Fossil fuels are increasingly being replaced by electricity generated from the sun, wind, and water. However, sufficient renewable energy is only the starting point towards climate neutrality. A true transition to a sustainable economy is only possible with the electrification of our infrastructures, which depends to a large extent on optimized and cost-effective magnetic materials – for example, in the use of wind turbines, electromobility, or even magnetic cooling as an alternative to conventional gas compression cooling.
To date, however, the best magnets have been produced using rare earths and thus raw materials that will be available in limited quantities for the foreseeable future. The European Union in general is 100 percent dependent on foreign suppliers for 14 out of 27 crucial raw materials. The European Innovation Council is now supporting a Europe-wide research project on new magnetic materials that do not require these critical raw materials. This will avoid economic dependencies and make the production of magnets more cost-effective, since only readily available raw materials will be used.
Better magnets independent of rare earths and cobalt
“The aim of the project is to synthesize, produce and test new alloys suitable for permanent magnets and magnetocaloric applications without using rare earths and cobalt,” explains , professor of Oliver Gutfleisch at the Department of Materials and Earth Sciences at Darmstadt University of Technology who is the coordinator of the new project. “This step is crucial to accelerate the electrification of our infrastructures.” functional materials
Conventional alloys traditionally consist of one to two main elements and several other elements in small amounts. The research team has now developed a new design concept for magnets: “Our alloys consist of several main elements in relatively high concentrations, known in technical jargon as high entropy alloys. This allows the properties of the individual elements to be fully exploited, which means that the new magnets will not only be more sustainable, but also more malleable and corrosion-resistant,” says Dr. Liuliu Han, project leader at the Max Planck Institute for Iron Research, which is also a project partner.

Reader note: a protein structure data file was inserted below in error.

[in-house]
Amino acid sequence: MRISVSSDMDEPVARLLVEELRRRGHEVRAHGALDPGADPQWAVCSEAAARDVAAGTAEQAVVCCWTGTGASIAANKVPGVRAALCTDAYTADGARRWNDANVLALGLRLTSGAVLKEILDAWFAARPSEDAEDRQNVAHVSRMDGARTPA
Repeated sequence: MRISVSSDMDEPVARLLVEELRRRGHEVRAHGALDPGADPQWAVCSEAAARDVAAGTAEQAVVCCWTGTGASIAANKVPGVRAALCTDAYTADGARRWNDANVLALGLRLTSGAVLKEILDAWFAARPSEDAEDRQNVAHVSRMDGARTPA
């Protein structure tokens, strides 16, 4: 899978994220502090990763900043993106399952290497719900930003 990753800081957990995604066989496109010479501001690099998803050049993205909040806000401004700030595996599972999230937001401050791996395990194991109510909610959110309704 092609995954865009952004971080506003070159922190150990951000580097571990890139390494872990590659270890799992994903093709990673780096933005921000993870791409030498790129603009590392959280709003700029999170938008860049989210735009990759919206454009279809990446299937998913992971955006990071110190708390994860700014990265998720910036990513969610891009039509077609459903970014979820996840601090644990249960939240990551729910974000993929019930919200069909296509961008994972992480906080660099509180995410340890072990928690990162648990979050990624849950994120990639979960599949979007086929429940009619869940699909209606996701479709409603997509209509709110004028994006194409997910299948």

The CoCoMag (Multi-property Compositionally Complex Magnets for Advanced Energy Applications) project is supported by the EU's “Pathfinder Open” funding line, which aims to identify radically new technologies that have the potential to create entirely new markets. To this end, visionary and high-risk projects are funded at an early stage of development.
In addition to the Technical University of Darmstadt, the project also involves Düsseldorf-based Max Planck Institute for Iron Research (MPIE, Germany), Chalmers University of Technologies (Sweden), Danube University Krems (Austria) and the University of Seville (Spain), as well as companies from Germany (MagnoTherm Solutions GmbH, a spin-off of TU Darmstadt), Italy (New Ideas 4.0) and Greece (AMEN New Technologies). The now approved project paves the way for a breakthrough transformation in the fields of electromobility and refrigeration, which currently rely on rare earths and cobalt. New innovative magnets made from complexly composed alloys will be more cost-effective, reduce the environmental footprint and optimize the necessary properties.